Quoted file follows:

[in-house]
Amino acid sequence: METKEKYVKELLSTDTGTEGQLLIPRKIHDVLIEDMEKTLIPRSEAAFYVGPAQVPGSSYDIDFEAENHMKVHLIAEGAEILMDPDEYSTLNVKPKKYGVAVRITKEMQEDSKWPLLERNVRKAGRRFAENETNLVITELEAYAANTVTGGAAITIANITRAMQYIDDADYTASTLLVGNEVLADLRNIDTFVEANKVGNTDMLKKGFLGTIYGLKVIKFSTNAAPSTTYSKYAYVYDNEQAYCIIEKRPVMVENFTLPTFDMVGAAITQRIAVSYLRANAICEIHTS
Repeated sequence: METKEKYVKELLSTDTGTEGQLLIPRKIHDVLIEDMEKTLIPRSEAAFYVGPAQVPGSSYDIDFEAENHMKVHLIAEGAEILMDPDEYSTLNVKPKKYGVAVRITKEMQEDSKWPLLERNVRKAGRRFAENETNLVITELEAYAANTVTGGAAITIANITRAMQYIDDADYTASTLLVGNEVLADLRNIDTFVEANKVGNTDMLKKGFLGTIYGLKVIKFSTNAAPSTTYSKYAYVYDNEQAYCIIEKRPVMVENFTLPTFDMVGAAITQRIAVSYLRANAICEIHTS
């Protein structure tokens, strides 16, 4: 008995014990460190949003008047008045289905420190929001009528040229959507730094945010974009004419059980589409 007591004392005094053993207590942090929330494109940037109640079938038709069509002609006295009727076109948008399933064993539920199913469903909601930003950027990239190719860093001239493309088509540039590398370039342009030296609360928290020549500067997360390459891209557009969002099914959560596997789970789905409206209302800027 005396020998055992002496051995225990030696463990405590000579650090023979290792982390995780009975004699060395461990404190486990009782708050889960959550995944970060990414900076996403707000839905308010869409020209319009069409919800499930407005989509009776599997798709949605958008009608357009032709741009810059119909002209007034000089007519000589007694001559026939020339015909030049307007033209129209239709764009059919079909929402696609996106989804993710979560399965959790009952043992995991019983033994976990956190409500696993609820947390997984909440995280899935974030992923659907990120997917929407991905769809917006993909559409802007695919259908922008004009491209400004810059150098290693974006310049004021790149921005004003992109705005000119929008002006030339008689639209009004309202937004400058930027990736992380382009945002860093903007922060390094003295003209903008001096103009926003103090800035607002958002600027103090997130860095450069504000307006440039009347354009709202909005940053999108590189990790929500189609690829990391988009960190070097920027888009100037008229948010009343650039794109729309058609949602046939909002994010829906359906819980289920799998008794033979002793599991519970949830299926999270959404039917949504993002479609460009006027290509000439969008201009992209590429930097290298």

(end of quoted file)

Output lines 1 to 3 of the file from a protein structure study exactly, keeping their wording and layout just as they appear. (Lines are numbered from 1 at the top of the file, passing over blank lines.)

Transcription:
[in-house]
Amino acid sequence: METKEKYVKELLSTDTGTEGQLLIPRKIHDVLIEDMEKTLIPRSEAAFYVGPAQVPGSSYDIDFEAENHMKVHLIAEGAEILMDPDEYSTLNVKPKKYGVAVRITKEMQEDSKWPLLERNVRKAGRRFAENETNLVITELEAYAANTVTGGAAITIANITRAMQYIDDADYTASTLLVGNEVLADLRNIDTFVEANKVGNTDMLKKGFLGTIYGLKVIKFSTNAAPSTTYSKYAYVYDNEQAYCIIEKRPVMVENFTLPTFDMVGAAITQRIAVSYLRANAICEIHTS
Repeated sequence: METKEKYVKELLSTDTGTEGQLLIPRKIHDVLIEDMEKTLIPRSEAAFYVGPAQVPGSSYDIDFEAENHMKVHLIAEGAEILMDPDEYSTLNVKPKKYGVAVRITKEMQEDSKWPLLERNVRKAGRRFAENETNLVITELEAYAANTVTGGAAITIANITRAMQYIDDADYTASTLLVGNEVLADLRNIDTFVEANKVGNTDMLKKGFLGTIYGLKVIKFSTNAAPSTTYSKYAYVYDNEQAYCIIEKRPVMVENFTLPTFDMVGAAITQRIAVSYLRANAICEIHTS